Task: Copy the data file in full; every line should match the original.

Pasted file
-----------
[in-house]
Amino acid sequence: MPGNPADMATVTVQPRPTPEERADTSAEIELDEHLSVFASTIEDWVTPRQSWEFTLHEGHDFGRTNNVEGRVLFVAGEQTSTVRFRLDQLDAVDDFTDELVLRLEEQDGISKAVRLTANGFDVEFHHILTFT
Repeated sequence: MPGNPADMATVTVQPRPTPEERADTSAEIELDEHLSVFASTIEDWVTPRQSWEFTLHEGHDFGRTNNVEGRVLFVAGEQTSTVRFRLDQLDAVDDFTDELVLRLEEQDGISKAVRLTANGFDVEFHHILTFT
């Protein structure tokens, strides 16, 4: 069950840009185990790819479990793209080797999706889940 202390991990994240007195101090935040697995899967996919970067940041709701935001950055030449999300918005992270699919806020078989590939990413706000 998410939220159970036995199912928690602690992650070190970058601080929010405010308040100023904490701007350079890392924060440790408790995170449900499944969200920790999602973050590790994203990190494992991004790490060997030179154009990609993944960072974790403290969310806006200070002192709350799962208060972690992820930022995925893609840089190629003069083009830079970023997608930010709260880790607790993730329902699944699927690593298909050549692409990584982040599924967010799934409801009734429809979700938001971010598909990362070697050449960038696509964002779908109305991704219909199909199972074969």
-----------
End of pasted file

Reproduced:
[in-house]
Amino acid sequence: MPGNPADMATVTVQPRPTPEERADTSAEIELDEHLSVFASTIEDWVTPRQSWEFTLHEGHDFGRTNNVEGRVLFVAGEQTSTVRFRLDQLDAVDDFTDELVLRLEEQDGISKAVRLTANGFDVEFHHILTFT
Repeated sequence: MPGNPADMATVTVQPRPTPEERADTSAEIELDEHLSVFASTIEDWVTPRQSWEFTLHEGHDFGRTNNVEGRVLFVAGEQTSTVRFRLDQLDAVDDFTDELVLRLEEQDGISKAVRLTANGFDVEFHHILTFT
């Protein structure tokens, strides 16, 4: 069950840009185990790819479990793209080797999706889940 202390991990994240007195101090935040697995899967996919970067940041709701935001950055030449999300918005992270699919806020078989590939990413706000 998410939220159970036995199912928690602690992650070190970058601080929010405010308040100023904490701007350079890392924060440790408790995170449900499944969200920790999602973050590790994203990190494992991004790490060997030179154009990609993944960072974790403290969310806006200070002192709350799962208060972690992820930022995925893609840089190629003069083009830079970023997608930010709260880790607790993730329902699944699927690593298909050549692409990584982040599924967010799934409801009734429809979700938001971010598909990362070697050449960038696509964002779908109305991704219909199909199972074969």